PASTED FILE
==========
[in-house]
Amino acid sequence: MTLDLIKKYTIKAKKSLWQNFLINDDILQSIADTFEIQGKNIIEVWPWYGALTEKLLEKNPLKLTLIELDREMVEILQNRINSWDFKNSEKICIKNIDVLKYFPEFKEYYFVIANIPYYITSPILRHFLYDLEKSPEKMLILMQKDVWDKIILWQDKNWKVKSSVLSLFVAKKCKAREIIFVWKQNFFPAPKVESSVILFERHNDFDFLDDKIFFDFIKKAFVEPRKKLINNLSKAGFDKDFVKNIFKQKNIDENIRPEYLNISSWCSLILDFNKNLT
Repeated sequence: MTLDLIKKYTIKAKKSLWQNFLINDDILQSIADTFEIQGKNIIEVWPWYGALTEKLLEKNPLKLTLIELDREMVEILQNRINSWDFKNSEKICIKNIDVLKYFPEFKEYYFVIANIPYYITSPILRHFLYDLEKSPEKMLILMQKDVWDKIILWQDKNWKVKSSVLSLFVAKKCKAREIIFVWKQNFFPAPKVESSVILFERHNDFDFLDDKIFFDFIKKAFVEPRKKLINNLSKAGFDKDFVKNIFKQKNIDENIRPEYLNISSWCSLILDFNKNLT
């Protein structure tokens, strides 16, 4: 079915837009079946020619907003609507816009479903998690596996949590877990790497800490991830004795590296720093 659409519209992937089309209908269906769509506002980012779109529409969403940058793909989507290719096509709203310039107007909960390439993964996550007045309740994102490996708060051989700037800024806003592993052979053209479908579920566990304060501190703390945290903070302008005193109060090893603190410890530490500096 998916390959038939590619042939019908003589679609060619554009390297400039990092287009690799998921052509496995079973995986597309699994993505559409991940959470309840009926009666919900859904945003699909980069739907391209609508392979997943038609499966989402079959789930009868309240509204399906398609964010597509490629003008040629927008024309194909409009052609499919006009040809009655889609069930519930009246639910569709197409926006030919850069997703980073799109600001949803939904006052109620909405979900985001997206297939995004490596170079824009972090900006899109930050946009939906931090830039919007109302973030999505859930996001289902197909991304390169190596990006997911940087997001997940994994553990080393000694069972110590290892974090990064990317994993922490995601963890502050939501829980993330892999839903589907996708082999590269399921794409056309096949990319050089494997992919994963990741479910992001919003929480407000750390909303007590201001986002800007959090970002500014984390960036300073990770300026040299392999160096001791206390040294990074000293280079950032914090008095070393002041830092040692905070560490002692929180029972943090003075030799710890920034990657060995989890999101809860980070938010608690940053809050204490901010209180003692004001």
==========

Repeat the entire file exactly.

[in-house]
Amino acid sequence: MTLDLIKKYTIKAKKSLWQNFLINDDILQSIADTFEIQGKNIIEVWPWYGALTEKLLEKNPLKLTLIELDREMVEILQNRINSWDFKNSEKICIKNIDVLKYFPEFKEYYFVIANIPYYITSPILRHFLYDLEKSPEKMLILMQKDVWDKIILWQDKNWKVKSSVLSLFVAKKCKAREIIFVWKQNFFPAPKVESSVILFERHNDFDFLDDKIFFDFIKKAFVEPRKKLINNLSKAGFDKDFVKNIFKQKNIDENIRPEYLNISSWCSLILDFNKNLT
Repeated sequence: MTLDLIKKYTIKAKKSLWQNFLINDDILQSIADTFEIQGKNIIEVWPWYGALTEKLLEKNPLKLTLIELDREMVEILQNRINSWDFKNSEKICIKNIDVLKYFPEFKEYYFVIANIPYYITSPILRHFLYDLEKSPEKMLILMQKDVWDKIILWQDKNWKVKSSVLSLFVAKKCKAREIIFVWKQNFFPAPKVESSVILFERHNDFDFLDDKIFFDFIKKAFVEPRKKLINNLSKAGFDKDFVKNIFKQKNIDENIRPEYLNISSWCSLILDFNKNLT
């Protein structure tokens, strides 16, 4: 079915837009079946020619907003609507816009479903998690596996949590877990790497800490991830004795590296720093 659409519209992937089309209908269906769509506002980012779109529409969403940058793909989507290719096509709203310039107007909960390439993964996550007045309740994102490996708060051989700037800024806003592993052979053209479908579920566990304060501190703390945290903070302008005193109060090893603190410890530490500096 998916390959038939590619042939019908003589679609060619554009390297400039990092287009690799998921052509496995079973995986597309699994993505559409991940959470309840009926009666919900859904945003699909980069739907391209609508392979997943038609499966989402079959789930009868309240509204399906398609964010597509490629003008040629927008024309194909409009052609499919006009040809009655889609069930519930009246639910569709197409926006030919850069997703980073799109600001949803939904006052109620909405979900985001997206297939995004490596170079824009972090900006899109930050946009939906931090830039919007109302973030999505859930996001289902197909991304390169190596990006997911940087997001997940994994553990080393000694069972110590290892974090990064990317994993922490995601963890502050939501829980993330892999839903589907996708082999590269399921794409056309096949990319050089494997992919994963990741479910992001919003929480407000750390909303007590201001986002800007959090970002500014984390960036300073990770300026040299392999160096001791206390040294990074000293280079950032914090008095070393002041830092040692905070560490002692929180029972943090003075030799710890920034990657060995989890999101809860980070938010608690940053809050204490901010209180003692004001």